- Agriculture: Biodiversity also sustains agriculture in the face of climate change by providing genetic diversity for crop adaptation, natural pest and disease control, pollination services, and soil fertility and nutrient cycling.
- Inadequacies in conserving Biodiversity: The article expresses that,
- Globally, as well as in India, we have not done enough to protect and manage our valuable and irreplaceable natural heritage.
- As a result, biodiversity is facing a decline worldwide, and the remaining isolated ecosystems are degrading due to various factors, including the loss of species, climate stressors, and ongoing human pressures.
- In the context of India, the Forest (Conservation) Amendment Bill, is seen as a limitation as it is suggested to further weaken the commitment to preserve the remaining biodiversity.
- Nurturing and managing biodiversity:
- There is a need for a paradigm shift in the management and care of biodiversity.
- Biodiversity is an integral part of human existence, and therefore, civil society must play a crucial role in sustaining it.
- The current approach to managing biodiversity, which primarily relies on the Indian Forest Service, is flawed.
- The term “forest” used to describe India’s natural heritage is inadequate because biodiversity exists not only on land but also in water bodies, rivers, deltas, and oceans.
- India’s ecosystems encompass a diverse range of environments, such as grasslands, savannas, alpine pastures, deserts, and other ecological communities.
- Even in the 20th century, there was recognition of living organisms and the interconnectedness of ecosystems and ecosystem services in landscapes heavily influenced by human activities.
- However, in the 21st century, the terms “forests” and “wildlife” have limited meaning or usefulness in capturing the complexity and interconnectedness of biodiversity.
- Therefore, a broader and more inclusive approach is required to acknowledge and manage the diverse ecosystems and their services.
- There is a need to shift towards a perspective of multifunctional landscapes, where the involvement of local communities is central to the conservation and sustainability of life on Earth.
- The Forest Rights Act enacted in India in 2006 aimed to increase the involvement of indigenous groups in the ownership and management of biodiversity. However, the implementation of the Act has been limited.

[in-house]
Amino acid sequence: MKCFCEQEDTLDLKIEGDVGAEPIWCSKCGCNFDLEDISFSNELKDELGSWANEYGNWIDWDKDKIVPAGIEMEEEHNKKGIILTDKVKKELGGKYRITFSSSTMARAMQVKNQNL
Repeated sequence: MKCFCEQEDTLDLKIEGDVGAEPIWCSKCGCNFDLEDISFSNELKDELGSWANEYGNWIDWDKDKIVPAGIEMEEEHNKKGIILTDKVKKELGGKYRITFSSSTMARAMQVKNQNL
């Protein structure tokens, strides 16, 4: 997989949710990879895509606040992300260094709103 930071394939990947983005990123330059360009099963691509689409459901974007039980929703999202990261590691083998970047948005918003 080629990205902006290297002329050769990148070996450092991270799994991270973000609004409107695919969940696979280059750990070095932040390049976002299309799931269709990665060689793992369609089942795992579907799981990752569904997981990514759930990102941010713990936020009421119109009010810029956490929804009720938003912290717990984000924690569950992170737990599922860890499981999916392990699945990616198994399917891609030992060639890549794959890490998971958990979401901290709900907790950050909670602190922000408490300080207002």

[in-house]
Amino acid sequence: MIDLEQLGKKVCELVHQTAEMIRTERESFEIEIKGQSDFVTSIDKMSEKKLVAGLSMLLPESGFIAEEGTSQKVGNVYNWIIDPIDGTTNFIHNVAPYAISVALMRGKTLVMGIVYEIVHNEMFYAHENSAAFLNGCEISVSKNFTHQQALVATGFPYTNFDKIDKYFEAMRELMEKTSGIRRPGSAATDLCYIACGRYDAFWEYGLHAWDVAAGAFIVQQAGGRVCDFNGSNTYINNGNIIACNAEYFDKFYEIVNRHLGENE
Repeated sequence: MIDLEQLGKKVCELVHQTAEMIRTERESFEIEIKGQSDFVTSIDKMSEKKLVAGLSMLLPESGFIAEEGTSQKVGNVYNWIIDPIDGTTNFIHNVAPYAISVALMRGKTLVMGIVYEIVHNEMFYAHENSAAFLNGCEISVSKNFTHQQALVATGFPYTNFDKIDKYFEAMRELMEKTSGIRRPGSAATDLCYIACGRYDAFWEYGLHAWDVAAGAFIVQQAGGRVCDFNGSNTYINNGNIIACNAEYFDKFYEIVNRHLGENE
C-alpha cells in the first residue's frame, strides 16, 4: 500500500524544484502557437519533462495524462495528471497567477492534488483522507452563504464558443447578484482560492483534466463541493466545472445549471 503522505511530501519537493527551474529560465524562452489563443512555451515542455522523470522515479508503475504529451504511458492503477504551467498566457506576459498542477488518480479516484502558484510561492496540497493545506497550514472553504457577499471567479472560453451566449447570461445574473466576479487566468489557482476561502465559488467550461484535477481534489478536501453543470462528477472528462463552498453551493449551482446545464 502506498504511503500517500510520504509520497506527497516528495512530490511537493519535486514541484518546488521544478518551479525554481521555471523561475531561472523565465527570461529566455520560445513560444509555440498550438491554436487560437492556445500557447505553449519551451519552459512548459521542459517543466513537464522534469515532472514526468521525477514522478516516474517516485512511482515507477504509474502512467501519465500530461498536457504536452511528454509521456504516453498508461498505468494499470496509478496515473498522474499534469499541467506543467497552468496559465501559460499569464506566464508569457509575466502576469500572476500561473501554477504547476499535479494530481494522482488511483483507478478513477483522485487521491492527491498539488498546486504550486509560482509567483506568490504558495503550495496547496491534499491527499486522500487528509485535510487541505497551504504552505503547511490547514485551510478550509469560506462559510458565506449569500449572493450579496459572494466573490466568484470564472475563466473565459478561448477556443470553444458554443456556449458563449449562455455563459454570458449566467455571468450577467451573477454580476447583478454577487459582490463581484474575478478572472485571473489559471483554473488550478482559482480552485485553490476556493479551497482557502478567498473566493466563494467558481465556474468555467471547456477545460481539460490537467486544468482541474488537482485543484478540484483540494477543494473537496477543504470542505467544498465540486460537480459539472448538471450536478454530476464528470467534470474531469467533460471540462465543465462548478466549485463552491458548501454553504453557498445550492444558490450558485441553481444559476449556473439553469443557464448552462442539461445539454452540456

- Thus, it is time to move beyond the steps outlined in the Act and fundamentally change the way biodiversity is managed.
- There has to be integration of biodiversity into daily actions, emphasising the need to mainstream biodiversity considerations in development programs, government departments, and public and private institutions.
- Decentralisation in the management of biodiversity, involving multiple stakeholders, particularly local communities, through mechanisms such as gram sabhas (village councils) and biodiversity management committees is also advocated.
- The article discusses the proposed National Mission on Biodiversity and Human Wellbeing, which aims to mainstream biodiversity in India.
- The idea was conceptualised by leading conservation biologists working under the Biodiversity Collaborative in Bengaluru, and it has received initial approval from the Prime Minister’s Science, Technology, and Innovation Council.
- The Mission seeks to address critical challenges related to climate change, natural and regenerative agriculture, and ecosystem and public health by utilizing biodiversity and ecosystem services, often referred to as nature-based solutions.
- The ultimate objective is to enhance and conserve biodiversity to promote human well-being and contribute to achieving the United Nations Sustainable Development Goals, particularly in poverty alleviation, nutrition and health, environmental protection, and fostering a new green economy.
- The article concludes by suggesting that embracing such a pledge and actively participating in biodiversity conservation would be a meaningful way to celebrate and protect our invaluable natural world.